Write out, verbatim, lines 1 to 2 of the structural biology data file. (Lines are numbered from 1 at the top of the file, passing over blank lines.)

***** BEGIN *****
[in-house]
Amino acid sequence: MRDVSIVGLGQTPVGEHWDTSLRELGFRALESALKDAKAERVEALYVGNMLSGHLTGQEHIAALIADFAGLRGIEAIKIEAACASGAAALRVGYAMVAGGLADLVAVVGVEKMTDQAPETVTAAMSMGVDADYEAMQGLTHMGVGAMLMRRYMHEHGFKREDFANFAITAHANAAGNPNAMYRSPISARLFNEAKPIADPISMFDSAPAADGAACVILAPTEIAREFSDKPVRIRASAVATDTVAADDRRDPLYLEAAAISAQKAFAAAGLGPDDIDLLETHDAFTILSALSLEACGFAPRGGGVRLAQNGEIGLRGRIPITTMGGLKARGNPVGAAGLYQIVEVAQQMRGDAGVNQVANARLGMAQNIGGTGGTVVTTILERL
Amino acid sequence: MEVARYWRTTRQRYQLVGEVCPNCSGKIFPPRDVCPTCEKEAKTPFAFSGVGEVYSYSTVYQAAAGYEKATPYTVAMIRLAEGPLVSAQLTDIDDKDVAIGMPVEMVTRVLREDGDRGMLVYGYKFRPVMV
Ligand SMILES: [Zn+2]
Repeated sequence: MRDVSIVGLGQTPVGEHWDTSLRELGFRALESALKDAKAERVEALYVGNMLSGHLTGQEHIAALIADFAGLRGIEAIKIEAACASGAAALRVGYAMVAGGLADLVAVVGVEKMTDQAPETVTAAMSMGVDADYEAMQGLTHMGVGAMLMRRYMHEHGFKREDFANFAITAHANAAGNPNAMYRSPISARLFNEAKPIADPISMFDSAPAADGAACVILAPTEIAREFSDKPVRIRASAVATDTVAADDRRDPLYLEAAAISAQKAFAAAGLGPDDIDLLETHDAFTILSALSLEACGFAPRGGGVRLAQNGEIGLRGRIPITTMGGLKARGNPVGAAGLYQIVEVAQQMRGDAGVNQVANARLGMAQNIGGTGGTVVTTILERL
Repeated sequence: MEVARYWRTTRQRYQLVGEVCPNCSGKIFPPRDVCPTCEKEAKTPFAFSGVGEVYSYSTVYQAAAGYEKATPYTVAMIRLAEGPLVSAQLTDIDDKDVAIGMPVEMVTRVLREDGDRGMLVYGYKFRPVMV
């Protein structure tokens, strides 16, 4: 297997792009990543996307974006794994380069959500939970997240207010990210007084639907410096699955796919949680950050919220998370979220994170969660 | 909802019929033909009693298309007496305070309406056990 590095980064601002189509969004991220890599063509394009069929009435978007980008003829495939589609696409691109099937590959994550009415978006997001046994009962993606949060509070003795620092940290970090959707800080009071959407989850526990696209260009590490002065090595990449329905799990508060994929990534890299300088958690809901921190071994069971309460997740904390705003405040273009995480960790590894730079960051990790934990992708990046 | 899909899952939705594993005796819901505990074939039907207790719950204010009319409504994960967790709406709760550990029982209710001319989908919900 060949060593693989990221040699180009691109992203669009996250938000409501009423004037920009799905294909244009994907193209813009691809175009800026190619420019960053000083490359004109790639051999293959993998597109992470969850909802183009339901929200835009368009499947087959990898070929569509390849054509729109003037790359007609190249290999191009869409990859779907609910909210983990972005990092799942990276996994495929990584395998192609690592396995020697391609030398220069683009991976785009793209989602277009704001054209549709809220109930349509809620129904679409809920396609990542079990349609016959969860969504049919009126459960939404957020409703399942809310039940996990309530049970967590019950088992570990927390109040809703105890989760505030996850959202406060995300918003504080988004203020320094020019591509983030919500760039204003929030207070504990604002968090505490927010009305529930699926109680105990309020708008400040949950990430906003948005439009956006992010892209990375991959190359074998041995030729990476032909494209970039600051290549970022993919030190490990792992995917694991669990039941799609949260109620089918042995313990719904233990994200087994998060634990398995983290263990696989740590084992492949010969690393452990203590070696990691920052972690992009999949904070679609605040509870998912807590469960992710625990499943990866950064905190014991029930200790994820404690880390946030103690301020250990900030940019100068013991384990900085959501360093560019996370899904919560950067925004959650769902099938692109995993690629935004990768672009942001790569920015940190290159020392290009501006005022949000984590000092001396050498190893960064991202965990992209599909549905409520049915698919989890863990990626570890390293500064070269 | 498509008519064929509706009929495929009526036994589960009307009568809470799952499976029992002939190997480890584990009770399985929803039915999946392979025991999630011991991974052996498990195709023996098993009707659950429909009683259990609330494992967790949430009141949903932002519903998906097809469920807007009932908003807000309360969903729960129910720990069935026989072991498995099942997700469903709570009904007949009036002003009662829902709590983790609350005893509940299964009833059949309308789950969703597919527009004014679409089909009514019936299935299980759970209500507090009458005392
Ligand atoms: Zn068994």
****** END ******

[in-house]
Amino acid sequence: MRDVSIVGLGQTPVGEHWDTSLRELGFRALESALKDAKAERVEALYVGNMLSGHLTGQEHIAALIADFAGLRGIEAIKIEAACASGAAALRVGYAMVAGGLADLVAVVGVEKMTDQAPETVTAAMSMGVDADYEAMQGLTHMGVGAMLMRRYMHEHGFKREDFANFAITAHANAAGNPNAMYRSPISARLFNEAKPIADPISMFDSAPAADGAACVILAPTEIAREFSDKPVRIRASAVATDTVAADDRRDPLYLEAAAISAQKAFAAAGLGPDDIDLLETHDAFTILSALSLEACGFAPRGGGVRLAQNGEIGLRGRIPITTMGGLKARGNPVGAAGLYQIVEVAQQMRGDAGVNQVANARLGMAQNIGGTGGTVVTTILERL